VAT aspirations

April 21, 2019


IF the government follows through on its interest, conveyed to the IMF, of implementing a value added tax, it will be the first strategic economic reform measure announced by the PTI government. All the other moves thus far have either been raw adjustments, or virtually dead-on-arrival schemes such as separating tax policy from the FBR, a move that has proved largely abortive. VAT is perhaps the oldest item on Pakistan’s structural reform agenda, brought into an IMF programme back in 1988. It has remained a key structural reform measure on most Fund programmes signed since then, with the latest Extended Fund Facility of 2013 being an important exception. It was meant to be the single-most important way to document the economy, by getting business enterprises to submit the input and output prices of every item they sell and pay tax only on the difference. And it was a critical component meant to replace customs duties as the main revenue earner for the government as the base of taxation shifted away from taxing international trade towards taxing domestic consumption. That move proved abortive in Pakistan, which is one of the principal reasons why the country’s tax-to-GDP ratio has lagged behind, the state has been running persistent deficits and the tax system weighs on the economy like an albatross.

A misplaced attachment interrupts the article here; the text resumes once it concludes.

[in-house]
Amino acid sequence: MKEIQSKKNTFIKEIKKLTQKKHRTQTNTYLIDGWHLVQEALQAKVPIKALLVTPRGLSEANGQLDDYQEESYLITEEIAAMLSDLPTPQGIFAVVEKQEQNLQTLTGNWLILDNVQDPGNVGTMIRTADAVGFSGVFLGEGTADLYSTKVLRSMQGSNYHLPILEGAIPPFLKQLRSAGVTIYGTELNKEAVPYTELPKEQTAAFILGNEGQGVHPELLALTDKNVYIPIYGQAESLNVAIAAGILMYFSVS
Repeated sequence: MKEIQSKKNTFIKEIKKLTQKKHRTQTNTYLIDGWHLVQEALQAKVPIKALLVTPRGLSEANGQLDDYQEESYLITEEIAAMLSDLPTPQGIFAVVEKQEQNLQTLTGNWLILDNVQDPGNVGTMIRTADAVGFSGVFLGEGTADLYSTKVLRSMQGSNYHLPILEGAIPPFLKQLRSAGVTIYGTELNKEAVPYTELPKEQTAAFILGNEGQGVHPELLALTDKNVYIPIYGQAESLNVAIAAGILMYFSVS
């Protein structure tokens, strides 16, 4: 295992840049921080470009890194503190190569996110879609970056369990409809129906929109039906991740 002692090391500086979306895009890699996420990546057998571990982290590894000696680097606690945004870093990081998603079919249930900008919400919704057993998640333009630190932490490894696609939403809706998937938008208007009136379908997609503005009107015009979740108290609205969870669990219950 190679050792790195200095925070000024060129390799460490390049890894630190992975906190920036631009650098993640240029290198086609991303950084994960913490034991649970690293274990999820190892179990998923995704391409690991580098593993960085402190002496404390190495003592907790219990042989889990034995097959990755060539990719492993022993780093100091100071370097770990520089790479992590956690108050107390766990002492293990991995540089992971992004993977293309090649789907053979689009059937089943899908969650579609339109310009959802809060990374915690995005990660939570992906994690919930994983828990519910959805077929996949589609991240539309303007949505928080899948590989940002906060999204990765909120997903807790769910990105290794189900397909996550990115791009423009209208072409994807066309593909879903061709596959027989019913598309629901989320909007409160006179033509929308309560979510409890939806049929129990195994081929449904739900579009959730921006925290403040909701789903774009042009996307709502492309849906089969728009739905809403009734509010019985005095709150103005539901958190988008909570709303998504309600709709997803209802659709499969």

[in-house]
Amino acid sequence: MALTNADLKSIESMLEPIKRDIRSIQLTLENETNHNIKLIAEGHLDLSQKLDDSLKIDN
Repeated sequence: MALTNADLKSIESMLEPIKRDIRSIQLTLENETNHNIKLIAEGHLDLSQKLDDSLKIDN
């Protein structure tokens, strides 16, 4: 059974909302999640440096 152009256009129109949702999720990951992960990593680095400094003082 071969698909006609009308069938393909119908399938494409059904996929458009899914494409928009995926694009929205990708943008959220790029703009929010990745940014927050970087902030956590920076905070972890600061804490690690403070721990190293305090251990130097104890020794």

If this government decides to pick up this three-decade-old agenda item and give it one more push, it would be well advised to learn a few lessons from past. The last attempt to usher in a value added tax was under the stewardship of none other than the newly minted financial adviser, Hafeez Shaikh, when he was finance minister under the PPP government from 2010 till 2013. That episode saw a spectacular collapse as the draft legislation failed to pass in parliament. Stiff opposition from traders which was capitalised upon by the PML-N led to that situation. VAT faces an uphill task because too many of the goods being sold in Pakistan cannot come into the documented economy as they are smuggled, under-invoiced, or transacted using black money. It has practically nil political support. And the tax bureaucracy itself is opposed to it. Besides, the PTI government lacks the numbers in parliament to see the legislation through. VAT is a good idea, but it has costs if it fails.

Published in Dawn, April 21st, 2019